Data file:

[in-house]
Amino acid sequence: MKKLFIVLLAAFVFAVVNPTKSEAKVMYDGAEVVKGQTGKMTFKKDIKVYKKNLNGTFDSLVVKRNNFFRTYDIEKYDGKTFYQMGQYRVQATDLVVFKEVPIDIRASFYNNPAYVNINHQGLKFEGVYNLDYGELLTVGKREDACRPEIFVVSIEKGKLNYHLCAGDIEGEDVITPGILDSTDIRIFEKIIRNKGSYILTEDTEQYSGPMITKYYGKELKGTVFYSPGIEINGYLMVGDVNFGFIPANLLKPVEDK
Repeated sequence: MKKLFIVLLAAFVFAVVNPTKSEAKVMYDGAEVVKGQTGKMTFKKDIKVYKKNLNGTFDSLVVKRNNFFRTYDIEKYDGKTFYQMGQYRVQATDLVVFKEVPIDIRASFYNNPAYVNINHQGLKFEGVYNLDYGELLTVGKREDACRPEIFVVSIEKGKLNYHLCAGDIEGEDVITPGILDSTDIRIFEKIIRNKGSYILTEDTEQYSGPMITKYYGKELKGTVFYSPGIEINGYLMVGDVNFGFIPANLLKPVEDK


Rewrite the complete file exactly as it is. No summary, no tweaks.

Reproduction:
[in-house]
Amino acid sequence: MKKLFIVLLAAFVFAVVNPTKSEAKVMYDGAEVVKGQTGKMTFKKDIKVYKKNLNGTFDSLVVKRNNFFRTYDIEKYDGKTFYQMGQYRVQATDLVVFKEVPIDIRASFYNNPAYVNINHQGLKFEGVYNLDYGELLTVGKREDACRPEIFVVSIEKGKLNYHLCAGDIEGEDVITPGILDSTDIRIFEKIIRNKGSYILTEDTEQYSGPMITKYYGKELKGTVFYSPGIEINGYLMVGDVNFGFIPANLLKPVEDK
Repeated sequence: MKKLFIVLLAAFVFAVVNPTKSEAKVMYDGAEVVKGQTGKMTFKKDIKVYKKNLNGTFDSLVVKRNNFFRTYDIEKYDGKTFYQMGQYRVQATDLVVFKEVPIDIRASFYNNPAYVNINHQGLKFEGVYNLDYGELLTVGKREDACRPEIFVVSIEKGKLNYHLCAGDIEGEDVITPGILDSTDIRIFEKIIRNKGSYILTEDTEQYSGPMITKYYGKELKGTVFYSPGIEINGYLMVGDVNFGFIPANLLKPVEDK